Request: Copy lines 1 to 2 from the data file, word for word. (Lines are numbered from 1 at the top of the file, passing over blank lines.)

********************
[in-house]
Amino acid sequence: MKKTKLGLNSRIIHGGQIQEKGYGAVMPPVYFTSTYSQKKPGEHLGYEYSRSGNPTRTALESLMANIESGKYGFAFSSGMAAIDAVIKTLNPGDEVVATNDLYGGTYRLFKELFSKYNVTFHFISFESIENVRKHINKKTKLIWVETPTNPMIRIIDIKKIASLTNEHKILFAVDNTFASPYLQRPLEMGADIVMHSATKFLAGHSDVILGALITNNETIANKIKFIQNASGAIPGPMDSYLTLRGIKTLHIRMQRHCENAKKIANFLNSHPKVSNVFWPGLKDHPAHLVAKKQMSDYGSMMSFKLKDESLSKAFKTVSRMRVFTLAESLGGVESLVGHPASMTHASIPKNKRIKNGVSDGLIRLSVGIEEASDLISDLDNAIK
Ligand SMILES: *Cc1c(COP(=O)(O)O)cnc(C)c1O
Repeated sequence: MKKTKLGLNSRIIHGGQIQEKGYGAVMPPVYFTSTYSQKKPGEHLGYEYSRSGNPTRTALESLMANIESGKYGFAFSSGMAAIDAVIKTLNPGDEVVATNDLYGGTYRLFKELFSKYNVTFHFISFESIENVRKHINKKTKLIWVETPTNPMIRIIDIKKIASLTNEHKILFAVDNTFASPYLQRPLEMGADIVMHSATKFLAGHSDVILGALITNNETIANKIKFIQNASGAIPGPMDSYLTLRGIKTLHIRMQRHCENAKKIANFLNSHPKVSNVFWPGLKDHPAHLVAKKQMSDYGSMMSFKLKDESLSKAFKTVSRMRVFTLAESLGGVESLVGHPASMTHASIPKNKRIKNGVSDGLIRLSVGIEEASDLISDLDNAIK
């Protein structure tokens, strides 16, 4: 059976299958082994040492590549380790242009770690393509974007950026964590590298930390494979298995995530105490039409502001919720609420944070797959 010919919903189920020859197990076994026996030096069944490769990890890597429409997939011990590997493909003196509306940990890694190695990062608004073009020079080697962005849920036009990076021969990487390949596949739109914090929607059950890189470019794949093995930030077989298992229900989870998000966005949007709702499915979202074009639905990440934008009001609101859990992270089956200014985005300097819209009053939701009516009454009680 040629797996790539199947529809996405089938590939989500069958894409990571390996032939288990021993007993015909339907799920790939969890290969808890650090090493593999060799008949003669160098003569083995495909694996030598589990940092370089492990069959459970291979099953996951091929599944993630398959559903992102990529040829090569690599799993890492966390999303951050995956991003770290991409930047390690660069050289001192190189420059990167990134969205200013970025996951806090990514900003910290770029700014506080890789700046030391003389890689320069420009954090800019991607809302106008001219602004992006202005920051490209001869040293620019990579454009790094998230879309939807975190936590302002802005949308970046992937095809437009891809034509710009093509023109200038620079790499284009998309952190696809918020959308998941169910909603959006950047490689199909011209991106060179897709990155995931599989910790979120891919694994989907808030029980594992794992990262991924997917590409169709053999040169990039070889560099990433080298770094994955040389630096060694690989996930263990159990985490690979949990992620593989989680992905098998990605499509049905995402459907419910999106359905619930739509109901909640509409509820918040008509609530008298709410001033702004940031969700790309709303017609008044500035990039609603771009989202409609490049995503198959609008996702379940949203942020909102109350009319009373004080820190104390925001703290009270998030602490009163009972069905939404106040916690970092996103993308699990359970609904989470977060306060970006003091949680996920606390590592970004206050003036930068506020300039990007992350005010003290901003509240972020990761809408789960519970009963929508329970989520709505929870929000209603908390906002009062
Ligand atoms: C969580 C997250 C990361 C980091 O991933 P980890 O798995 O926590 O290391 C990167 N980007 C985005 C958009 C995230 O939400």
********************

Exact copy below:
[in-house]
Amino acid sequence: MKKTKLGLNSRIIHGGQIQEKGYGAVMPPVYFTSTYSQKKPGEHLGYEYSRSGNPTRTALESLMANIESGKYGFAFSSGMAAIDAVIKTLNPGDEVVATNDLYGGTYRLFKELFSKYNVTFHFISFESIENVRKHINKKTKLIWVETPTNPMIRIIDIKKIASLTNEHKILFAVDNTFASPYLQRPLEMGADIVMHSATKFLAGHSDVILGALITNNETIANKIKFIQNASGAIPGPMDSYLTLRGIKTLHIRMQRHCENAKKIANFLNSHPKVSNVFWPGLKDHPAHLVAKKQMSDYGSMMSFKLKDESLSKAFKTVSRMRVFTLAESLGGVESLVGHPASMTHASIPKNKRIKNGVSDGLIRLSVGIEEASDLISDLDNAIK